Samsung has overtaken Nokia to become the world's biggest vendor of mobile phones. This move sees the Finnish company lose its position as global leader ending a 14-year run, according to multiple analyst reports.
Click here for figures from IHS.
The South Korean company shipped 93.5 million handsets in the first quarter, an impressive 36 per cent higher than the 68.9 million it shipped in the year-ago, according to Startegy Analytics. Nokia shipped 82.7 million units in the first quarter.
The ranking and changing of the guard is complicated by the fact that Samsung no longer reveals quarterly handset shipments, forcing research firms to extrapolate and estimate how many units Samsung moved in the quarter. However, according to Strategy Analytics, ABI Research and IHS iSuppli, Samsung overtook Nokia.
Commenting on Nokia, Neil Mawston, executive director of Strategy Analytics, said: "Volumes were squeezed at both ends, as low-end feature phone shipments in emerging markets stalled and high-end Microsoft Lumia smartphones were unable to offset the rapid decline of Nokia's legacy Symbian business. Nokia was the world's largest handset vendor between 1998 and 2011, for 14 years, before finally yielding top position to rival Samsung this quarter."
To make Nokia's day even worse, credit rating agency Standard & Poor's lowered the company's credit rating following a 29 per cent fall in sales at its Devices and Services division in the first quarter of 2012, according to Reuters. Samsung, meanwhile, exceeded analysts' estimates by posting first-quarter net income of $4.5 billion.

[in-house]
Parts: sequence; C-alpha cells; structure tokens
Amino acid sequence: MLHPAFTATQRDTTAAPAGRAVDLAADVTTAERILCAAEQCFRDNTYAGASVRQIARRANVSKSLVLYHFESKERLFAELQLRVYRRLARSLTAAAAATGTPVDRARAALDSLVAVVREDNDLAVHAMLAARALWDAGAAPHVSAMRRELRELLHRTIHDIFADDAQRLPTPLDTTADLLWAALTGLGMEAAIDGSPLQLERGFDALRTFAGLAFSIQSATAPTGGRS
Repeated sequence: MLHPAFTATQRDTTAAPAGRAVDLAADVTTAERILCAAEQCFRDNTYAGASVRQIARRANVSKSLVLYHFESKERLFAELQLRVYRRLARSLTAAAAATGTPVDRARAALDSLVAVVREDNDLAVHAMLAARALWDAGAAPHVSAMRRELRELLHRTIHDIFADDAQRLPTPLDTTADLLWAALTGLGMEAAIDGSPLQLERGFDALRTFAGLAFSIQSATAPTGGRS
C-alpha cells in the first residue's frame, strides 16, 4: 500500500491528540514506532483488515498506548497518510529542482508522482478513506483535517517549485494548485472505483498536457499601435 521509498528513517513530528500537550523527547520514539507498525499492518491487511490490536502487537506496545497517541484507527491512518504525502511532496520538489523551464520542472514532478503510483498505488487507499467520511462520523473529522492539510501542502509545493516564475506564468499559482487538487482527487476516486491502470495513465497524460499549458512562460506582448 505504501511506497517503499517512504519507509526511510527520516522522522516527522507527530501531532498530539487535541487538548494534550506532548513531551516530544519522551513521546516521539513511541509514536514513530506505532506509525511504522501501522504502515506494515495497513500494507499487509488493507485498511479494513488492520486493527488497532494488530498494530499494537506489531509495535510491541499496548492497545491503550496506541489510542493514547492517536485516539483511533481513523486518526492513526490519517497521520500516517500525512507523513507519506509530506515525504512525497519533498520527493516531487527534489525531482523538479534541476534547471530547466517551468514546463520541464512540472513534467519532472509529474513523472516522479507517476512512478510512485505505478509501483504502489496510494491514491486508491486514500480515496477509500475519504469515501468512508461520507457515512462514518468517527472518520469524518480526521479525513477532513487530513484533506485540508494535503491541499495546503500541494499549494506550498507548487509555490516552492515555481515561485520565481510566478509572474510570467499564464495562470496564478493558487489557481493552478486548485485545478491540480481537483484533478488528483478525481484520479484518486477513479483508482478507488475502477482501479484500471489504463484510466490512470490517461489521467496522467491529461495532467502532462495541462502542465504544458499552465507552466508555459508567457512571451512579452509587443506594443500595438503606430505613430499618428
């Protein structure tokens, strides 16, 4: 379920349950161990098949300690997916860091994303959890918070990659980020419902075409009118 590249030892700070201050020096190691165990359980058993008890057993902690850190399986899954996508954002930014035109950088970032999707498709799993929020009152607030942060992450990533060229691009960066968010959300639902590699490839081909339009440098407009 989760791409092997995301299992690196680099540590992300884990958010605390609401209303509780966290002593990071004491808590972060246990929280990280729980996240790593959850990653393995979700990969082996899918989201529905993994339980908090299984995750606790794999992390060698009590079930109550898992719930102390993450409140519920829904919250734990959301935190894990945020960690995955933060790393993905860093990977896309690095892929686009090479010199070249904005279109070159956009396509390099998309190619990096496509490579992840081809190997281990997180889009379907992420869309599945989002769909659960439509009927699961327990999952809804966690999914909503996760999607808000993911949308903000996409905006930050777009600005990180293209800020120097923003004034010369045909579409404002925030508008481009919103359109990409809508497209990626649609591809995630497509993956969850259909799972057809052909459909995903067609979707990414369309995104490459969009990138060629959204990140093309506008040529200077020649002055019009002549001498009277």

S&P said the rationale behind it lowering Nokia's corporate credit ratings from BBB- to BB+ was its view that the company's Devices and Services division could decline in 2012 by the same extent as in 2011, which was negative 18 per cent. The ratings cut was preceded by similar ones from Moody's Investor Service and Fitch.
Importantly, S&P still expects revenue from Nokia's Lumia smartphones to grow over time but not sufficiently to offset a rapid decline in revenue from Symbian-based smartphones over the next few quarters. While recognising Nokia's intent to launch new low-end products, S&P cautioned that the company's competitive position in India and China is under threat from other manufacturers.
On a slightly brighter note, the ratings agency noted that Nokia's smartphone revenues in absolute terms could start rising by the end of 2012, contributing to a stabilisation of revenues in the Devices and Services division toward the end of 2012 or the beginning of 2013.
Separately, Nokia's incoming chairman Risto Siilasmaa is said to have purchased 200,000 shares in the company.
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